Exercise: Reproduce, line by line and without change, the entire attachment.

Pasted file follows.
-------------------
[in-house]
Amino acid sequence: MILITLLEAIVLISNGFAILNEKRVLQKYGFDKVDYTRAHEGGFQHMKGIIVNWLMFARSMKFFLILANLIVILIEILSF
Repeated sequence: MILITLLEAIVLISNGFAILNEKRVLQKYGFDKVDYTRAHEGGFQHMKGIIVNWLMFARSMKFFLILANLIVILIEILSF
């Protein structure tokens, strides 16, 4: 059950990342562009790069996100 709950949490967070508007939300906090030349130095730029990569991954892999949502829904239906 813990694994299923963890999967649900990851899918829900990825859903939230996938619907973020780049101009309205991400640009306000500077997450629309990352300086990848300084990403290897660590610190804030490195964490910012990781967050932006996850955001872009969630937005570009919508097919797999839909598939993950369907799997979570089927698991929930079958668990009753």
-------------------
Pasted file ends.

[in-house]
Amino acid sequence: MILITLLEAIVLISNGFAILNEKRVLQKYGFDKVDYTRAHEGGFQHMKGIIVNWLMFARSMKFFLILANLIVILIEILSF
Repeated sequence: MILITLLEAIVLISNGFAILNEKRVLQKYGFDKVDYTRAHEGGFQHMKGIIVNWLMFARSMKFFLILANLIVILIEILSF
């Protein structure tokens, strides 16, 4: 059950990342562009790069996100 709950949490967070508007939300906090030349130095730029990569991954892999949502829904239906 813990694994299923963890999967649900990851899918829900990825859903939230996938619907973020780049101009309205991400640009306000500077997450629309990352300086990848300084990403290897660590610190804030490195964490910012990781967050932006996850955001872009969630937005570009919508097919797999839909598939993950369907799997979570089927698991929930079958668990009753």